If your office work at home is limited to tasks like checking email, paying bills and filing paperwork, a small desk in a kitchen nook or bedroom is probably all you need. But if you work from home all or some of the time — or spend long hours at the computer on projects or schoolwork — you’ll need a more sophisticated office setup. A well-designed home office has comfortable workstations, good lighting and a layout that puts work surfaces, storage, technology and other essentials where you need them.
The presence of computer monitors can make office spaces tricky to light. Light needs to be diffused and the fixtures positioned to avoid creating screen glare, which can lead to eyestrain.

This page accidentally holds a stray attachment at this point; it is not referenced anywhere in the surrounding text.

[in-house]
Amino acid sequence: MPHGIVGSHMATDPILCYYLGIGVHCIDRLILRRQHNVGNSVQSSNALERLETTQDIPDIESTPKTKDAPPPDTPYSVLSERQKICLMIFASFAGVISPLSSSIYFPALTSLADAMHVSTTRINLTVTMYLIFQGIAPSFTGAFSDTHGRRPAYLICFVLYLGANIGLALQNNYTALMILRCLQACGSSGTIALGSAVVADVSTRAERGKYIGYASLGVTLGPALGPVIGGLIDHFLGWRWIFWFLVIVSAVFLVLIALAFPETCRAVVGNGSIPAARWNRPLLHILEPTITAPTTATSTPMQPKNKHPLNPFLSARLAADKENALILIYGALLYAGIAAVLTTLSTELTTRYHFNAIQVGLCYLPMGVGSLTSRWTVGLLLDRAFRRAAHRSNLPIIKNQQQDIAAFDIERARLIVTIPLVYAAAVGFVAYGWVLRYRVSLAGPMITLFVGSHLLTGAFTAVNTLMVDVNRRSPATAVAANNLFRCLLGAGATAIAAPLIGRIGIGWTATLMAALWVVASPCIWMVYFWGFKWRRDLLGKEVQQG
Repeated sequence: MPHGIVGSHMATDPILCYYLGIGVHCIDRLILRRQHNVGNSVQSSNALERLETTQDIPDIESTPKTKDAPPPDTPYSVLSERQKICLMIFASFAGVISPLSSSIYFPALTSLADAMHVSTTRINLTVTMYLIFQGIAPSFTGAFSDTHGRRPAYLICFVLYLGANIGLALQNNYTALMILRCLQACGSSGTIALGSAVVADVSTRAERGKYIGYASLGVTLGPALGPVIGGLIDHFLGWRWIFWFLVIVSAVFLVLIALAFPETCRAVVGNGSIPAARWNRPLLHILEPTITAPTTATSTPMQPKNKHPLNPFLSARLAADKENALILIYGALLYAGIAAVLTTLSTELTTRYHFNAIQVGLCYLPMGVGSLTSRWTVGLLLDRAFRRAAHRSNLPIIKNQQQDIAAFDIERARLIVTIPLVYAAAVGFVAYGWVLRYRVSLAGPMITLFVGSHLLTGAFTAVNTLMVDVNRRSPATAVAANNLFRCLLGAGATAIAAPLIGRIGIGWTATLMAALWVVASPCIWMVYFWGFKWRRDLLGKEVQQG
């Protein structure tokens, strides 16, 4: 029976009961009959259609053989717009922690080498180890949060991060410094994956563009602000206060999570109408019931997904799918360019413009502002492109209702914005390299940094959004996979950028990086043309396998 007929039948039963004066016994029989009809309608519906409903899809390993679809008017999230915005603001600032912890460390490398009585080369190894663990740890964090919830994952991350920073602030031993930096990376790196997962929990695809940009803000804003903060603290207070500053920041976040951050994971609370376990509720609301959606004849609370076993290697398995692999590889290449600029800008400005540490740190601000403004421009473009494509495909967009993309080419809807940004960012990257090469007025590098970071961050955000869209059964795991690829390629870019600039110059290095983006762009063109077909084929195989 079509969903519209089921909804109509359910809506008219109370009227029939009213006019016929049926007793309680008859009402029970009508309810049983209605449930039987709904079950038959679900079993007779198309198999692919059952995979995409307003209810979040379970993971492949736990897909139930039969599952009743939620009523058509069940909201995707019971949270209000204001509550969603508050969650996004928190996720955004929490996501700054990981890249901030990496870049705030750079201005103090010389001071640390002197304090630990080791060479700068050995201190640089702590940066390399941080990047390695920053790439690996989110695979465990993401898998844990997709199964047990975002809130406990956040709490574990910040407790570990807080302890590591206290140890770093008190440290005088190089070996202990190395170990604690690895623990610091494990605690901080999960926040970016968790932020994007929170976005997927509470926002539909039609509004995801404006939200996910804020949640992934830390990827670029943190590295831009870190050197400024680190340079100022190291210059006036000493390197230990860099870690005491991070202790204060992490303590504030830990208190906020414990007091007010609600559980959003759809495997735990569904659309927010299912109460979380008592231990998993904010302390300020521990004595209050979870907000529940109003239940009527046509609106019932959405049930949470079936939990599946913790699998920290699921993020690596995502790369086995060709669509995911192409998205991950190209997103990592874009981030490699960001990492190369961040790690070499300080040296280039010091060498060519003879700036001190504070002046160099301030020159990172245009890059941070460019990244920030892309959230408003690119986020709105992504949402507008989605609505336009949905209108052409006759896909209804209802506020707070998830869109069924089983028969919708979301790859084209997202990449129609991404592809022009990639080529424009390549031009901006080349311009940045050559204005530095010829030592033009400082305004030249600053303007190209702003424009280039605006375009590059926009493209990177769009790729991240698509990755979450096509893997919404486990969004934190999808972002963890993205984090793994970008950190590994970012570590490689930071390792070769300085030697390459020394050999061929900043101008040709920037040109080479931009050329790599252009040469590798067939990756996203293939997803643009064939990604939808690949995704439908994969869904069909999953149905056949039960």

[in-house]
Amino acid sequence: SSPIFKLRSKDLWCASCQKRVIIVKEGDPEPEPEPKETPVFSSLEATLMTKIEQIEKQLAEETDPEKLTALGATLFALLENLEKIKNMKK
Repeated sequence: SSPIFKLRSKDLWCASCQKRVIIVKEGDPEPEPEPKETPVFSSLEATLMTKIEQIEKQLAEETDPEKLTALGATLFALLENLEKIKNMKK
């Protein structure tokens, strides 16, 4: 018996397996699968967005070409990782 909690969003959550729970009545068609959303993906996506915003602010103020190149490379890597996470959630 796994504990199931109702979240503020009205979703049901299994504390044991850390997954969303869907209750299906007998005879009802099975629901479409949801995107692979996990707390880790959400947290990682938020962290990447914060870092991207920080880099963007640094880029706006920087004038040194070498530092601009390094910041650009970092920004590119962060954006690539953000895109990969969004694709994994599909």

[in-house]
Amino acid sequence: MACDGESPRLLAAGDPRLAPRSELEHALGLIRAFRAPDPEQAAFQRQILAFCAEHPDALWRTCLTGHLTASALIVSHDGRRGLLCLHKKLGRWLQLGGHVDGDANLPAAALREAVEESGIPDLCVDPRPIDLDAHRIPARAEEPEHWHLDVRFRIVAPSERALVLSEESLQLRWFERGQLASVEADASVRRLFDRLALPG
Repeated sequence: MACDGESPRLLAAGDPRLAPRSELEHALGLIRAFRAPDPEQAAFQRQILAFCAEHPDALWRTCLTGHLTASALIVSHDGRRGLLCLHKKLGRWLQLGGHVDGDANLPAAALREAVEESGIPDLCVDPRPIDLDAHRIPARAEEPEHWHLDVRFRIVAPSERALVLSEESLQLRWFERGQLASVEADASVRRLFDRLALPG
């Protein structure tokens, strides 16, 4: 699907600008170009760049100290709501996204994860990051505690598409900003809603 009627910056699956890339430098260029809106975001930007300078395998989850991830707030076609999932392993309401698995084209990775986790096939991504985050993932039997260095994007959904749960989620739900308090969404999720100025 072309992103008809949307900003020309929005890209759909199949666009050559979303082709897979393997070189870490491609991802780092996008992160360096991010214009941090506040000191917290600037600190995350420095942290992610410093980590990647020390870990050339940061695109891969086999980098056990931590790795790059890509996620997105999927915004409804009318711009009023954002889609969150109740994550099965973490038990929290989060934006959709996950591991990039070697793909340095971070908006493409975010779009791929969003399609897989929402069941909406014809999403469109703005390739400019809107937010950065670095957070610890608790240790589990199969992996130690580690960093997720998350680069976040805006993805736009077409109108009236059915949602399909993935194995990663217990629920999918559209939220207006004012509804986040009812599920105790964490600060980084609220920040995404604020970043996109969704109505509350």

Lighting designers say a home office should have layers of light rather than a single light source. The light in this New York office, for example, comes from recessed ceiling lights, a pendant light, a desk lamp and a window with a blind.
Here are basic lighting types and options.